Jelly's Best Jam, Good Time Jazz GTJ-15002-2

from Jazz Times, November 1995

Four generations separate these musicians -- who (except for New York ringer Vince Giordano on bass) appear regularly at New Orleans boites -- from pioneers such as Jelly Roll Morton, this CD's unseen star.

Arrangements by pianist Tom Roberts and trombonist John Gill (a master of the Kid Ory smears) of less-familiar material, such as "Each Day," "If Someone Would Only Love Me," "Mr. Joe," and the novelty, "Mama's Got a Baby," capture Morton's orchestral approach to the keyboard. Orange Kellin's clarinet tells a mournful tale on "Blue Blood Blues" and Hal Smith keeps his percussion antiquarian and swinging. Chris Tyle's hot trumpet leads the charge with confident panache.

Four bonus tracks, rare 1938 performances of "Winin' Boy Blues," piano and vocal, and solo piano, "Creepy Feeling," "Finger Buster" and "Honky Tonk Music" makes this a must for Jelly Roll collectors. But the expert and loving re-creations of the five Red Hot Peppers recordings are fine and this CD should, on merit, appeal to people who dig jazz, not just "Jelly."

Dave Burns

from the IAJRC Journal, Spring 1995

Since New Orleans’ Jelly Roll Morton is back in the public consciousness, it’s fitting that this timely recording celebrates jazz music’s first major composer -- and it does so in both an interesting and novel fashion.

First off, a dozen of the old master’s compositions are performed here by one of New Orleans’ best and most actively working bands: the Silver Leaf Jazz Band, led by trumpeter Chris Tyle. This is the SLJB’s second CD on the newly revived Good lime Jazz label. While the configuration of the group is slightly different from that of its initial GTJ outing, we hear the same tight ensemble sound and well-rehearsed performances as before thanks to the arrangements primarily of John Gill and Tom Roberts and the musical direction of TyIe. The outcome is certainly in keeping with the spirit of the recordings of Jelly’s Red Hot Peppers.

At the same time, interspersed within the SLJB’s recreations are four original tracks of solo piano by Morton himself. Recorded in Washington only three years before his death for the old Los Angeles-based Jazz Man label, these recordings were acquired along with GTJ archives by the Fantasy group and could therefore be included herewith an unusual ploy in the recording business. I did not find the juxtaposition of old and new jarring. In fact, Jelly, just emerging from a period of relative obscurity, was in fine form for this 1938 date. Check out his dexterity on “Finger Buster.” For me, “Winin’ Boy” (with vocal) will always be a winner. These cuts make a nice lagniappe for the package as a whole.

Overall, this CD has much to recommend it. The varied musical program includes both better and lesser-known selections from the vast Morton corpus and it is well executed, both individually and collectively. Tyle’s confident lead is in evidence throughout while there is also plenty of space for him and the others to demonstrate their solo skills. This is another solid performance by the Silver Leaf Jazz Band.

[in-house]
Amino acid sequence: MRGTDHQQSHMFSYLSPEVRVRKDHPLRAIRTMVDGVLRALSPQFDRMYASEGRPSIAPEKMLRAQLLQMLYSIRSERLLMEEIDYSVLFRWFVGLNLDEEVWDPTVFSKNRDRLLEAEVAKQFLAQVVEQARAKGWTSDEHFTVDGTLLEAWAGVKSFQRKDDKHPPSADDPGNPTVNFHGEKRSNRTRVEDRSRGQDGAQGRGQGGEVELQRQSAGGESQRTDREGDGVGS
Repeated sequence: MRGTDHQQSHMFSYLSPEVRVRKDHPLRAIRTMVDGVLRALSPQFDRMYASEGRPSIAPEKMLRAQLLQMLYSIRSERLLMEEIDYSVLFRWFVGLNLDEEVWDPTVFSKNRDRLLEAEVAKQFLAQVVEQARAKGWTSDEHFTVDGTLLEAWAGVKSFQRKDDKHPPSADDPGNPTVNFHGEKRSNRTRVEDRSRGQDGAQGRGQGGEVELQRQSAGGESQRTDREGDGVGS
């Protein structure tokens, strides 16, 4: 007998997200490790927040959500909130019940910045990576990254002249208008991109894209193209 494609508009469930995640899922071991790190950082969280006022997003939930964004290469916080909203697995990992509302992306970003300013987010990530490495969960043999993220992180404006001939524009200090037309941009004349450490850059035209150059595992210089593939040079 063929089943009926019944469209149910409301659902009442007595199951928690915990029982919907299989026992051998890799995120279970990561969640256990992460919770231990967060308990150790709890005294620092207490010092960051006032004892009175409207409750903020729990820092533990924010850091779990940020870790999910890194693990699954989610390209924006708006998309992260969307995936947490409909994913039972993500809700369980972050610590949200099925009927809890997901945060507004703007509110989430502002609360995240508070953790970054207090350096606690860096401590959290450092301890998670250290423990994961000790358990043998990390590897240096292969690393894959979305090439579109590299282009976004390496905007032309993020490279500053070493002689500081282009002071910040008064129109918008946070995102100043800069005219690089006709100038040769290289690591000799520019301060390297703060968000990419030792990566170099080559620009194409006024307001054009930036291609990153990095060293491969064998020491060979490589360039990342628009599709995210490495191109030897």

Tom Jacobsen

From Offbeat Magazine (New Orleans), January 1995

Jelly Roll Morton has received more attention than usual recently, much of it from outside the traditional jazz domain. Attempts to interpret his music have ranged form spectacular misfires (the Dirty Dozen’s Jelly) to ingenious updating (pianist Marcus Roberts’ various recordings) to utter misrepresentation (Jelly’s Last Jam, the Broadway show which “adapted” his music and life to a more saleable agenda).

For all the lip service paid to Morton, little of his music is currently performed in the city of his birth. Many Dixieland bands plow through “Wolverine Blues” and the Morton-associated “Milneburg Joys” but most don’t go much further afield than that. There are able interpreters of Jelly’s music in the Banu Gibson and Preservation Hall bands, but at this point in time, the most accessible Morton specialists are the archivists who comprise the Silver Leaf Jazz Band. Its second release on the Good Time Jazz label is a solid, often top-notch look at the music of the first great jazz composer. Well-known Morton masterpieces like “King Porter Stomp” and “The Pearls” are here, as well as obscurities like “Mama’s Got a Baby” and “If Someone Would Only Love Me.” These novelties are well done, though I might have preferred a stab at more substantial fare like “Black Bottom Stomp” or “The Crave.” Chirs Tyle’s tautly emotional trumpet and Orange Kellin’s ever-tasteful clarinet animate some savvy arrangements by pianist Tom Roberts throughout.

As a peculiar bones, four recordings by Morton himself  (“Creepy Feeling,” “Finger Buster,” “Winin’ Boy Blues” and “Honky Tonk Music”) are interspersed here. I rather like the idea of a tourist buying this CD (on sale at their regular Bourbon Street gig at the Can-Can Jazz Café” and being jolted back to 1939 every four cuts – it never hurts for anyone hearing well-done recreations to have the original master in mind.

Tom McDermott


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